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AP Bellwork 10/05/11

At times the writer of a sentence is the only one who knows whether a clause is nonessential (commas) or essential (no commas). To make the meaning clear, the writer will either use commas to enclose the clause of abstain from their issue.

NONESSENTIAL My sister, who attends Duke University, sent me a college sweatshirt.

[The clause is not needed to identify this sister. Since it is nonessential, it requires commas.]

ESSENTIAL My sister who attends Duke University sent me a college sweatshirt.

[The writer knows he or she has more than one sister. The clause is necessary to tell which sister he or she is talking about. It should not be set off by commas.]

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AP Bellwork 10/05/11

The same principles govern participial phrases. Recall the two kinds of participles: present participles ending in –ing and past participles usually ending in –ed. When a participial phrase is nonessential, the phrase is set off by commas. When it is essential, no commas are used.

NONESSENTIAL Esther, running at a slow and leisurely pace, easily finished the marathon.

ESSENTIAL The woman running at a slow, leisurely pace easily finished the marathon.

NONESSENTIAL Vicky’s silk-screen, wrapped carefully inside a cardboard box, arrived today.

ESSENTIAL The silk-screen wrapped carefully inside a cardboard box was not damaged.

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AP Bellwork 10/06/11

Pick up the handout entitled “Commas: Exercise 3” from the bookcase. Complete on your own. Fold your paper in half, upon completion.

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AP Bellwork 10/07/11

Study five minutes for Vocabulary test.

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AP Bellwork 10/10/11
  • Pickup handout from bookcase and complete. Fold your paper in half when finished and wait QUIETYLY at your seat (that means you Dustin) for instructions.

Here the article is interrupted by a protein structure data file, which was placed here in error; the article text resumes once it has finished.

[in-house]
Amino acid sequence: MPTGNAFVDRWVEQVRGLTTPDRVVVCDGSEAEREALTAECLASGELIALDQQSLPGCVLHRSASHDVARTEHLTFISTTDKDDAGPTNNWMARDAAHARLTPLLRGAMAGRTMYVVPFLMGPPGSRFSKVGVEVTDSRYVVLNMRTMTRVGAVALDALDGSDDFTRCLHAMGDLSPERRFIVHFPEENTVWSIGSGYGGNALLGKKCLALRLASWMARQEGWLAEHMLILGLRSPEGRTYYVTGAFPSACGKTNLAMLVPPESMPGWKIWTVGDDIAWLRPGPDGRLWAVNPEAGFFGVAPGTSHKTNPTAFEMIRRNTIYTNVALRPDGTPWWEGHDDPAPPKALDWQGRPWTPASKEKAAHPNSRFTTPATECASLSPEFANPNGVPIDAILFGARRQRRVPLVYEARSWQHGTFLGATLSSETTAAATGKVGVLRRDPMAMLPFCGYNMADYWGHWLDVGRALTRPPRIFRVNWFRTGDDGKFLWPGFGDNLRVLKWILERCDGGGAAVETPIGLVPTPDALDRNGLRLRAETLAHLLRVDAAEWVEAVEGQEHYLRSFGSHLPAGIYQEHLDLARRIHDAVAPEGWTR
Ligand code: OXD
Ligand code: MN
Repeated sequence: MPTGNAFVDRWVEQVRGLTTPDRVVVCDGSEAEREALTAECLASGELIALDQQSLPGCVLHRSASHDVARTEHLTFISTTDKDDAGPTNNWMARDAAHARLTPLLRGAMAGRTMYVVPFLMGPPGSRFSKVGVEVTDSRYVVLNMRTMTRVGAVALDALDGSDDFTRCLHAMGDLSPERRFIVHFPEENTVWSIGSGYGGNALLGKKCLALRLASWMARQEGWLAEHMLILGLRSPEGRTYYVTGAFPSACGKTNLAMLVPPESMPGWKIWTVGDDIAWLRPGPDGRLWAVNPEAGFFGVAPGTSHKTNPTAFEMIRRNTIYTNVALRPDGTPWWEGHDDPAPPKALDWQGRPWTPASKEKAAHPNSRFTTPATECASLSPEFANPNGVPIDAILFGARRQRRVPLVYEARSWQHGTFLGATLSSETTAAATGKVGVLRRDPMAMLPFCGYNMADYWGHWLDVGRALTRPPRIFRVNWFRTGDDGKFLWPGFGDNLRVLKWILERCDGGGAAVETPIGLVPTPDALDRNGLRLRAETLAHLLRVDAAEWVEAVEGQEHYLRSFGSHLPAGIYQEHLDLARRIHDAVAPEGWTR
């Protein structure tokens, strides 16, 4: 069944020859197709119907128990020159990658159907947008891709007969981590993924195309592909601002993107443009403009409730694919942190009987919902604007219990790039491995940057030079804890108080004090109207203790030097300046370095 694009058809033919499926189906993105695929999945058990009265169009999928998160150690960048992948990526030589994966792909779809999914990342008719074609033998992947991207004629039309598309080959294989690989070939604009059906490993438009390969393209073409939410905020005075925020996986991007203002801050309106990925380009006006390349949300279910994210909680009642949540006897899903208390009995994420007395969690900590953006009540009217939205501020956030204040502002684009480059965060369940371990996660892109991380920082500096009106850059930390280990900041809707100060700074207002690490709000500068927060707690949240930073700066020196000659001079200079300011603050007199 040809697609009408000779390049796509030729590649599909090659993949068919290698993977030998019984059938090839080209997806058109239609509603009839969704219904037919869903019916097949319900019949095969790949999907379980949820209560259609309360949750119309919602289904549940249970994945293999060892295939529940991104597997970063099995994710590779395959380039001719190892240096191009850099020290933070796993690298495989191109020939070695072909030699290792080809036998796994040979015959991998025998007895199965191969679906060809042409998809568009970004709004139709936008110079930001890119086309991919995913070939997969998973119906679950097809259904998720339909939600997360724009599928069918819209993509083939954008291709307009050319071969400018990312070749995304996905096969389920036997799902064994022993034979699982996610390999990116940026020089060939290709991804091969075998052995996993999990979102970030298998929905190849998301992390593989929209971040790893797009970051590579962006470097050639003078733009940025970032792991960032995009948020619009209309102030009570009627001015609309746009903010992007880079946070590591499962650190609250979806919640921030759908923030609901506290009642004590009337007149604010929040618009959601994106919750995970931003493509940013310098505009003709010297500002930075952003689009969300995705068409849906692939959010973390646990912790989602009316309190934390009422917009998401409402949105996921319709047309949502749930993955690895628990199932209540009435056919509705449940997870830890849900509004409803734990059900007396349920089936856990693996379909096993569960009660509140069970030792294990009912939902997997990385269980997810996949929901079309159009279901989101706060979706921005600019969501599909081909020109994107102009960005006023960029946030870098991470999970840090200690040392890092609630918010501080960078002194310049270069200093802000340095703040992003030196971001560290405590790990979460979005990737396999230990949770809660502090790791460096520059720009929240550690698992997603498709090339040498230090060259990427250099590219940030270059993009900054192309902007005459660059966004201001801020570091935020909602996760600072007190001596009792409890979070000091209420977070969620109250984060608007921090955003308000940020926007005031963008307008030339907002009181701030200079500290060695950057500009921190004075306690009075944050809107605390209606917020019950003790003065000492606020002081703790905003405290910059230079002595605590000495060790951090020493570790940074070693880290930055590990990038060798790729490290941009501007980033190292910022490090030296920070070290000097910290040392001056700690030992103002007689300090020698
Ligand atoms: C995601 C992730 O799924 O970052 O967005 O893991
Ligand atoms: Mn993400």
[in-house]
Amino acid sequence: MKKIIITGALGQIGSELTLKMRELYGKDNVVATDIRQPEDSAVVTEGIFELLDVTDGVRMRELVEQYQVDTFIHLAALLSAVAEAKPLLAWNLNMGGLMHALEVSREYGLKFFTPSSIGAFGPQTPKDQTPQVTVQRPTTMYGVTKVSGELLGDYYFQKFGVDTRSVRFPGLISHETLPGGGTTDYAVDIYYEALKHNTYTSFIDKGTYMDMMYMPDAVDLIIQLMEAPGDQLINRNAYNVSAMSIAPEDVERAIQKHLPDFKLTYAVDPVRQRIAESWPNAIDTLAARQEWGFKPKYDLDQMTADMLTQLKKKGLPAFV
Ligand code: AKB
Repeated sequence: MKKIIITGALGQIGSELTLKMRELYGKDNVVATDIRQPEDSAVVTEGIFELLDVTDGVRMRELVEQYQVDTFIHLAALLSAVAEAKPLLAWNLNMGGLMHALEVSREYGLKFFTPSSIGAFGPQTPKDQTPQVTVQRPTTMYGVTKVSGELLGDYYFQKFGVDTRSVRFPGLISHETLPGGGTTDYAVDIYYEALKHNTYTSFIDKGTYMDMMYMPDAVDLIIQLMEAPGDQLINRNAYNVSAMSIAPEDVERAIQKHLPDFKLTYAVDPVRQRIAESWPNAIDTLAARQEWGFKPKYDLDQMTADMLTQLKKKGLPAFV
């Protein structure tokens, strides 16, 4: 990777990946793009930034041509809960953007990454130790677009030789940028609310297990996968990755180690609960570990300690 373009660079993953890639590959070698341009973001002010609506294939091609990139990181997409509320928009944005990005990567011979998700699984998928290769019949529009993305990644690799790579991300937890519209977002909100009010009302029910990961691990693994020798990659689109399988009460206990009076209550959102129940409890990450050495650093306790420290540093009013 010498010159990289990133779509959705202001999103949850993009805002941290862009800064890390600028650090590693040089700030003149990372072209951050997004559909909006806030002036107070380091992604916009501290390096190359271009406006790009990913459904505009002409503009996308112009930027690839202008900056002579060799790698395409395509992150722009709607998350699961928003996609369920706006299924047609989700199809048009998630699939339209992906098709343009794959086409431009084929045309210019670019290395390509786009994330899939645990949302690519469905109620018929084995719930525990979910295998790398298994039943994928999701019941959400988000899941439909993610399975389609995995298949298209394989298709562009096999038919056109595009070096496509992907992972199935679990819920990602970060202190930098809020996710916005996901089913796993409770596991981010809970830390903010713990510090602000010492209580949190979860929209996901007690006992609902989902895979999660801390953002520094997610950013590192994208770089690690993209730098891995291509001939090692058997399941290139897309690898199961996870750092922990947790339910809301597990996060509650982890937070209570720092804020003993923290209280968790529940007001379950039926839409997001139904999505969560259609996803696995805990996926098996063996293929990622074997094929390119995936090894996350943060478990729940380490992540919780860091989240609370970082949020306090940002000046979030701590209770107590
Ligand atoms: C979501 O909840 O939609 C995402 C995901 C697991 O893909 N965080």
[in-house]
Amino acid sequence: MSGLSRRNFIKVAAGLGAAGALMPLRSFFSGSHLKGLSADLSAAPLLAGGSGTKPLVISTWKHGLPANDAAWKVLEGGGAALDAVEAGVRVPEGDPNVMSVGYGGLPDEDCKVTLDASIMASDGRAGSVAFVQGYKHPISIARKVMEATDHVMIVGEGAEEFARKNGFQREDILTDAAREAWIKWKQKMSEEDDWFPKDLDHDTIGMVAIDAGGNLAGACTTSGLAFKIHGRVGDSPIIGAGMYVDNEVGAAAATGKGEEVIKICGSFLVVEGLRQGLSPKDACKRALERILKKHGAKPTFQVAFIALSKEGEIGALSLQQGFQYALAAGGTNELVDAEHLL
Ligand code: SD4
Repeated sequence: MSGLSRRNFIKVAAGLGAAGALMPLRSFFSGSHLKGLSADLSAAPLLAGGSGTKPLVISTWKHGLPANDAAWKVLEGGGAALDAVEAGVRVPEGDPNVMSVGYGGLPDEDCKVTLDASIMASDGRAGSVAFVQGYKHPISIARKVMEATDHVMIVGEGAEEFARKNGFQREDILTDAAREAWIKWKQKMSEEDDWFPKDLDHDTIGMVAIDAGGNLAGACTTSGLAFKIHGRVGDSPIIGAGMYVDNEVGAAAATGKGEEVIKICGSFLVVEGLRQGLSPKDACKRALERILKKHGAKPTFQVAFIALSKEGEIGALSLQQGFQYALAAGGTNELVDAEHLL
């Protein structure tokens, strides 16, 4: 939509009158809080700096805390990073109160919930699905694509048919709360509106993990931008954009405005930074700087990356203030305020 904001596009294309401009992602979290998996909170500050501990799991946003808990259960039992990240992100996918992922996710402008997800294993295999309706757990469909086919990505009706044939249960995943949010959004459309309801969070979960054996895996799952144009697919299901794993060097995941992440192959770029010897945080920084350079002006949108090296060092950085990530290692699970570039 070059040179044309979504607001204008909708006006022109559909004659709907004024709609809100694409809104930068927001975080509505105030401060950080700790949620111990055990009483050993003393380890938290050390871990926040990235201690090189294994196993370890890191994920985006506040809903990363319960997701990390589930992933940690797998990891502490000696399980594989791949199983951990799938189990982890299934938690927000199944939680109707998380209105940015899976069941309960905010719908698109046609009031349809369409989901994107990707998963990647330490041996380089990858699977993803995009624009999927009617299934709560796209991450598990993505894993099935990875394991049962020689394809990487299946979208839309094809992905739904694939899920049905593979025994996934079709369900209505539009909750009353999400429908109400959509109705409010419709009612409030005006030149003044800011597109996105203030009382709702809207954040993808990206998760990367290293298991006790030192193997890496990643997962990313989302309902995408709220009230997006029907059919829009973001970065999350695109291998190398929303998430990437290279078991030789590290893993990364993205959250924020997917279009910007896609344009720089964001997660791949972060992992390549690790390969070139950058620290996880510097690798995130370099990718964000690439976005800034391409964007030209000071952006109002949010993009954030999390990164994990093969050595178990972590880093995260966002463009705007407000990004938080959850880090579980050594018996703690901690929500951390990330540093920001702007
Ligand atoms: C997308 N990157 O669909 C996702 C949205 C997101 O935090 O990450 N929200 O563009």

Commas Exercise 2x

slide28
AP Bellwork10/11/11Copy the following rule(s) about commas and place them in the Grammar section of your notebook.

Rule 5: Use comma after certain introductory elements.

  • Use a comma after words such as well, yes, no and why when they begin a sentence. Exclamations like wow, good grief, and gee whiz, if not followed by an exclamation point, must also be set off by commas.
  • Use a comma after an introductory participial phrase.
  • Use a comma after a succession of introductory prepositional phrases.
  • Use a comma after an introductory adverb clause.
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AP Bellwork10/11/11

Rule 5: Use comma after certain introductory elements.

  • Use a comma after words such as well, yes, no and why when they begin a sentence. Exclamations like wow, good grief, and gee whiz, if not followed by an exclamation point, must also be set off by commas.

EXAMPLES No, I haven’t taken the exam yet.

Why, I thought you left yesterday!

Wow, look at those wheels!

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AP Bellwork10/11/11

Rule 5: Use comma after certain introductory elements.

  • Use a comma after an introductory participial phrase.

EXAMPLES Calling for a timeout, the referee began waving her arms.

Exhausted after three hours of continuous swimming, Diana emerged from the water.

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AP Bellwork10/11/11

Rule 5: Use comma after certain introductory elements.

(3) Use a comma after a succession of introductory participial phrases.

EXAMPLES By the light of the silvery moon in autumn, we went on an old-fashioned hayride.

[Three prepositional phrases precede the comma.]

NOTE: A single introductory prepositional phrase does not usually require a comma unless the comma is necessary to make the meaning of the sentence clear.

EXAMPLES By noon we had hiked four miles.

In our bank, checks are sorted automatically.

[The comma is needed so that the reader does not read “our bank checks.”]

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AP Bellwork10/12/11
  • Pickup handout from bookcase and complete. Fold your paper in half when finished and wait QUIETYLY at your seat (that still means you Dustin) for instructions.

Commas Exercise 4

Be ready for a quiz over all the comma rules so far next Monday!!!